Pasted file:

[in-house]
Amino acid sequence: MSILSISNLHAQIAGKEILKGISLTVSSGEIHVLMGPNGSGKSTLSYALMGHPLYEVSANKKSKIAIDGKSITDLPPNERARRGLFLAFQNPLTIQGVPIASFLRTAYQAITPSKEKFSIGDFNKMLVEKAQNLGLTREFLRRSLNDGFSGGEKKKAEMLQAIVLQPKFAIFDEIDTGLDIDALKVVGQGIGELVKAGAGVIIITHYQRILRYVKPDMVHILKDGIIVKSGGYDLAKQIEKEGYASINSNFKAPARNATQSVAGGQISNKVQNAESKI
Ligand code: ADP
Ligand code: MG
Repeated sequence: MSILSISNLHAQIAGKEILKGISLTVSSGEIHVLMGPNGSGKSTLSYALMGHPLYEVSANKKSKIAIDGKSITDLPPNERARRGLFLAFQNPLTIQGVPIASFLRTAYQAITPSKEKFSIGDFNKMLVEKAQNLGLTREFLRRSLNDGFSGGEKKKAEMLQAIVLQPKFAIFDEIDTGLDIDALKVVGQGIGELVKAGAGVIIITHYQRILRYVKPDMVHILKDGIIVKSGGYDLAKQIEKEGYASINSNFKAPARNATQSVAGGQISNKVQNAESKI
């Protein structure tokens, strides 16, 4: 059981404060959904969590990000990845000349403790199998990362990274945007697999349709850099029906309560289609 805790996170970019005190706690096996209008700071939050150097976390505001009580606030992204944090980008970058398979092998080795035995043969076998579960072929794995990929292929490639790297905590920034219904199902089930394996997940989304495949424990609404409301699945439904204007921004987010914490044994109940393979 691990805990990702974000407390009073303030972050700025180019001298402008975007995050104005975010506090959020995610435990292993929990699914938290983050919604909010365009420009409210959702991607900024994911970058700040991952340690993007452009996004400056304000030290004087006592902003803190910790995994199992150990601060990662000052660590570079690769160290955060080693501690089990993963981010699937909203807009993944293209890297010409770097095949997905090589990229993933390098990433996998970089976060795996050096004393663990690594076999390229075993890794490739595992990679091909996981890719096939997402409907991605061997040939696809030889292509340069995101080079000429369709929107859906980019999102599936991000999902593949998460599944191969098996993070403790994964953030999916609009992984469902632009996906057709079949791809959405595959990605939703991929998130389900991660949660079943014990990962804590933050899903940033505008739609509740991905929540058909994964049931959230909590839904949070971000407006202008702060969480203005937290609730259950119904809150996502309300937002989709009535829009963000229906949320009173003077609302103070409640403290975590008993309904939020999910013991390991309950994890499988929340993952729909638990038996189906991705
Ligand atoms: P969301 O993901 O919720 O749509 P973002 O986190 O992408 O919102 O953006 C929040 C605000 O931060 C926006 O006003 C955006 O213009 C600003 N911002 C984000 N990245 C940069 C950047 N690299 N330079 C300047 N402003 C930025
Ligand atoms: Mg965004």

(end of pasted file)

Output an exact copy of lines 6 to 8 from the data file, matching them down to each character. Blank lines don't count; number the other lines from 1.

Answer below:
């Protein structure tokens, strides 16, 4: 059981404060959904969590990000990845000349403790199998990362990274945007697999349709850099029906309560289609 805790996170970019005190706690096996209008700071939050150097976390505001009580606030992204944090980008970058398979092998080795035995043969076998579960072929794995990929292929490639790297905590920034219904199902089930394996997940989304495949424990609404409301699945439904204007921004987010914490044994109940393979 691990805990990702974000407390009073303030972050700025180019001298402008975007995050104005975010506090959020995610435990292993929990699914938290983050919604909010365009420009409210959702991607900024994911970058700040991952340690993007452009996004400056304000030290004087006592902003803190910790995994199992150990601060990662000052660590570079690769160290955060080693501690089990993963981010699937909203807009993944293209890297010409770097095949997905090589990229993933390098990433996998970089976060795996050096004393663990690594076999390229075993890794490739595992990679091909996981890719096939997402409907991605061997040939696809030889292509340069995101080079000429369709929107859906980019999102599936991000999902593949998460599944191969098996993070403790994964953030999916609009992984469902632009996906057709079949791809959405595959990605939703991929998130389900991660949660079943014990990962804590933050899903940033505008739609509740991905929540058909994964049931959230909590839904949070971000407006202008702060969480203005937290609730259950119904809150996502309300937002989709009535829009963000229906949320009173003077609302103070409640403290975590008993309904939020999910013991390991309950994890499988929340993952729909638990038996189906991705
Ligand atoms: P969301 O993901 O919720 O749509 P973002 O986190 O992408 O919102 O953006 C929040 C605000 O931060 C926006 O006003 C955006 O213009 C600003 N911002 C984000 N990245 C940069 C950047 N690299 N330079 C300047 N402003 C930025
Ligand atoms: Mg965004």